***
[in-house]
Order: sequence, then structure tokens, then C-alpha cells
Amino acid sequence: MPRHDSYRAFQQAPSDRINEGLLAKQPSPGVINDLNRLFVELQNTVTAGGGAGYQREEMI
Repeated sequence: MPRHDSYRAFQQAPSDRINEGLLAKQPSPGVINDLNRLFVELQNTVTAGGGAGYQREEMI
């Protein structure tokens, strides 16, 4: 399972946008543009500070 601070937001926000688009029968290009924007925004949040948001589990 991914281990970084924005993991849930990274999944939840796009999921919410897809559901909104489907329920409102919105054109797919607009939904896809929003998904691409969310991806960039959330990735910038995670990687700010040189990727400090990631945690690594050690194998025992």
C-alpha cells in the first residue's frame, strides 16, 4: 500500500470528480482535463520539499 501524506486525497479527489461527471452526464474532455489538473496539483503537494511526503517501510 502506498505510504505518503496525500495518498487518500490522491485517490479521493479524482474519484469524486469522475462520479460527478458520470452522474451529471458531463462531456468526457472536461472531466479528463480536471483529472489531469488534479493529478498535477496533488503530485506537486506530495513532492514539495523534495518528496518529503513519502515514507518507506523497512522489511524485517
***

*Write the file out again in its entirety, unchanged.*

[in-house]
Order: sequence, then structure tokens, then C-alpha cells
Amino acid sequence: MPRHDSYRAFQQAPSDRINEGLLAKQPSPGVINDLNRLFVELQNTVTAGGGAGYQREEMI
Repeated sequence: MPRHDSYRAFQQAPSDRINEGLLAKQPSPGVINDLNRLFVELQNTVTAGGGAGYQREEMI
């Protein structure tokens, strides 16, 4: 399972946008543009500070 601070937001926000688009029968290009924007925004949040948001589990 991914281990970084924005993991849930990274999944939840796009999921919410897809559901909104489907329920409102919105054109797919607009939904896809929003998904691409969310991806960039959330990735910038995670990687700010040189990727400090990631945690690594050690194998025992």
C-alpha cells in the first residue's frame, strides 16, 4: 500500500470528480482535463520539499 501524506486525497479527489461527471452526464474532455489538473496539483503537494511526503517501510 502506498505510504505518503496525500495518498487518500490522491485517490479521493479524482474519484469524486469522475462520479460527478458520470452522474451529471458531463462531456468526457472536461472531466479528463480536471483529472489531469488534479493529478498535477496533488503530485506537486506530495513532492514539495523534495518528496518529503513519502515514507518507506523497512522489511524485517